Where the wild flowers go

A few weeks ago our church began a Beth Moore Bible study on the book of James. A friend and I decided to go together, and I have been thoroughly enjoying the study ever since. Enjoying and learning and just this morning found it instantly convicting! Those verses about the tongue will get me every time! Beth has encouraged her readers to memorize this epistle, or at the very least write out the verses as the study goes along. I've been attempting to do both. I had memorized many of the verses in chapter one during years past, and helped my oldest sons with the book during Bible quizzing in their teen years, so some of it stuck. And some verses have been helpful reminders of things I too easily ignore or forget. Such a wonderful, practical book!

After we get past the asking for wisdom verses though, James talks about the wealthy and the poor. He points out that the rich man will "pass away like a wild flower. For the sun rises with scorching heat and withers the plant; its blossom falls and its beauty is destroyed. In the same way, the rich man will fade away even while he goes about his business." (NIV 1984)

James says the rich are like plants that whither.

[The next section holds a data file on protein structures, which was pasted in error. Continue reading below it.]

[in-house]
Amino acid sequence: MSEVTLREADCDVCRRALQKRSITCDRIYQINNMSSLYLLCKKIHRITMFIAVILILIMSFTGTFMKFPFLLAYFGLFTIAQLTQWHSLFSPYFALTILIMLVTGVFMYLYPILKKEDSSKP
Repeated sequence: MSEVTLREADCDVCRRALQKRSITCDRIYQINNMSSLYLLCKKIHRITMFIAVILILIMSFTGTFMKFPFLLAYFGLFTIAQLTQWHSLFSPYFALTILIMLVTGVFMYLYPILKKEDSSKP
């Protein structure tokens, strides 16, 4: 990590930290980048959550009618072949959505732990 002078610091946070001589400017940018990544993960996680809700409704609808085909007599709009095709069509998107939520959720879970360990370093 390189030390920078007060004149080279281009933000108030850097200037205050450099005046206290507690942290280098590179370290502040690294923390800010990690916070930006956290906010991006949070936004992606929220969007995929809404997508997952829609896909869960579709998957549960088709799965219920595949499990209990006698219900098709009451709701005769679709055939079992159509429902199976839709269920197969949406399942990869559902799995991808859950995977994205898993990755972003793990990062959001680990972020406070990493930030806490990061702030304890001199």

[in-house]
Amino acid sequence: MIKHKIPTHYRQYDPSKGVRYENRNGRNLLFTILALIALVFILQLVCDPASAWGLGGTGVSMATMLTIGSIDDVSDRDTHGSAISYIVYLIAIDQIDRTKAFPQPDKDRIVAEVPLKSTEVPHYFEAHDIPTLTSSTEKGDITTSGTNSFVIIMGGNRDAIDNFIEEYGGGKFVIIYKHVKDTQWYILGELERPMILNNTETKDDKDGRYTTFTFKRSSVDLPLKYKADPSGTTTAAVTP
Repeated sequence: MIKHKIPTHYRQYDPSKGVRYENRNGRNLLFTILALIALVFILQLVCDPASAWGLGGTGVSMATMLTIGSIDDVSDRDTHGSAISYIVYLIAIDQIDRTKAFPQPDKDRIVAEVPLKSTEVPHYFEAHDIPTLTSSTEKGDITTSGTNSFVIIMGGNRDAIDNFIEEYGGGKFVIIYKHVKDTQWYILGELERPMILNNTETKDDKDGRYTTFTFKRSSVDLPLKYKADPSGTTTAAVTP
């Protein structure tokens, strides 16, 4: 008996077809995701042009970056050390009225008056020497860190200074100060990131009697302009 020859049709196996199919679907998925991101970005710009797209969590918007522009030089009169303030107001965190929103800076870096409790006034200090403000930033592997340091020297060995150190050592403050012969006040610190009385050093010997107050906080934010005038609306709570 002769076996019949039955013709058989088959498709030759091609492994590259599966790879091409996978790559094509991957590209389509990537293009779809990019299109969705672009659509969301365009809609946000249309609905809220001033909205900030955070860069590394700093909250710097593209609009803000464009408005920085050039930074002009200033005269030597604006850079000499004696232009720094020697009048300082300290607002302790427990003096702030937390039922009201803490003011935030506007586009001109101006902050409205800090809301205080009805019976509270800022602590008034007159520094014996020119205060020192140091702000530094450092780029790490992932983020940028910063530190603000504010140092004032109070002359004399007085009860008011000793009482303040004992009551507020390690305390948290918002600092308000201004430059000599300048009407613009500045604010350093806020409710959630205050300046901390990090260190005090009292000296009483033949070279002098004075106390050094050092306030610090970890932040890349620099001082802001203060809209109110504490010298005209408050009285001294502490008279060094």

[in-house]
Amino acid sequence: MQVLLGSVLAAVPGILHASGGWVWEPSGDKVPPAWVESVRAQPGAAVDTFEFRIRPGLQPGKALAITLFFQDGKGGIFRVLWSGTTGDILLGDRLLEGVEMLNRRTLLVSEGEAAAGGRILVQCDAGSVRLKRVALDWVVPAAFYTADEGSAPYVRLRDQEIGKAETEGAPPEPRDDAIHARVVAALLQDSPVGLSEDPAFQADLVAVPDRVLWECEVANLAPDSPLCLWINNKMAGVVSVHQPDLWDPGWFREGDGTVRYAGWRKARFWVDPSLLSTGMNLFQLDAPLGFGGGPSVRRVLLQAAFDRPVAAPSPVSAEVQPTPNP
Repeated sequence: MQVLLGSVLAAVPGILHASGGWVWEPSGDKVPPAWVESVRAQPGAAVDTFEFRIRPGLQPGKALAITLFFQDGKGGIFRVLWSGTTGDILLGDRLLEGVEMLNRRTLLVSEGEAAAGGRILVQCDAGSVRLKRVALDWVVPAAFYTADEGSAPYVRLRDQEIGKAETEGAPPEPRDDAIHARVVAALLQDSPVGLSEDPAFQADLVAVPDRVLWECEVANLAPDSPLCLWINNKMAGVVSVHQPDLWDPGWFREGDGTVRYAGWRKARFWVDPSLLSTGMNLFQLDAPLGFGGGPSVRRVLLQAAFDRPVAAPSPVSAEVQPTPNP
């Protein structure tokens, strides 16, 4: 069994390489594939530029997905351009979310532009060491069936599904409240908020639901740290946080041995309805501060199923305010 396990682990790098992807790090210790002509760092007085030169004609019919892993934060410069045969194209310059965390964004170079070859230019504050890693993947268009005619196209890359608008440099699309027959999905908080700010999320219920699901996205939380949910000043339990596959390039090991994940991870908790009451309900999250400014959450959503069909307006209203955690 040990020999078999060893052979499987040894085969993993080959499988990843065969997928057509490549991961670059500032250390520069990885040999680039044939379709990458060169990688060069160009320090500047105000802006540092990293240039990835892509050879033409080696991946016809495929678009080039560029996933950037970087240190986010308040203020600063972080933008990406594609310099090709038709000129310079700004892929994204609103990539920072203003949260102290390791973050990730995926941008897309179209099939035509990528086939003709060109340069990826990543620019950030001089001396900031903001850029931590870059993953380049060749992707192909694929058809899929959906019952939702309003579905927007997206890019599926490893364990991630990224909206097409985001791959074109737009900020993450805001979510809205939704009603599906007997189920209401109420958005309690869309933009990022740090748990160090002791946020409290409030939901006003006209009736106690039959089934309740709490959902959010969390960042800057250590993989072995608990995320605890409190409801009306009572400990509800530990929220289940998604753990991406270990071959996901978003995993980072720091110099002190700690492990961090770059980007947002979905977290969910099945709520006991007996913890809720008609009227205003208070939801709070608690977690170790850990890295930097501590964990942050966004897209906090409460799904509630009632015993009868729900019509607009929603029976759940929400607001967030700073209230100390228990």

But Peter (quoting Isaiah) says, "All men are like grass, and all their glory is like the flowers of the field; the grass withers and the flowers fall, but the word of the Lord stands forever.”

We spent last week in Indiana for a track and field competition of colleges from around the country. The temps hit 95 degrees on Saturday during one of the longest (12 laps) races of the finals. We sat in the stands with an umbrella for shade, but even then I became overheated and had to find an air-conditioned building to cool off. (Those runners had far more endurance than I!)

Later, when we returned home, I thought about the scorching heat and how it withers plants (and people!) and how James and Peter and Isaiah all compared us to them. How quickly we fade, even as we go about our business. Just this past week, three friends have lost close loved ones, bringing this truth even closer to home.

Lest you think me morbid for pondering such thoughts, let me say that I think James makes a wise point in using the wild flower metaphor. He was telling those who were poor to realize that in Christ they were rich. And the rich needed to keep a humble attitude. The fact that all men (and women) are like grass levels the playing field.

Sometimes we fret over those with power and money and pride, who lack integrity, and sometimes are downright evil in their dealings. And yet their day in the sun is as fleeting as ours.

We are  all like the wild flowers. And though we are quickly fading what beauty we can have while we tilt our faces to the heavens, soak up the rain of God's love, and open our lives to do His bidding. Jesus said to "Consider how the lilies grow. They do not labor or spin. Yet I tell you, not even Solomon in all his splendor was dressed like one of these.If that is how God clothes the grass of the field, which is here today, and tomorrow is thrown into the fire, how much more will he clothe you, O you of little faith!"

God cares for the wild flowers and the grass of the fields. How wonderful to know He cares for me more than these!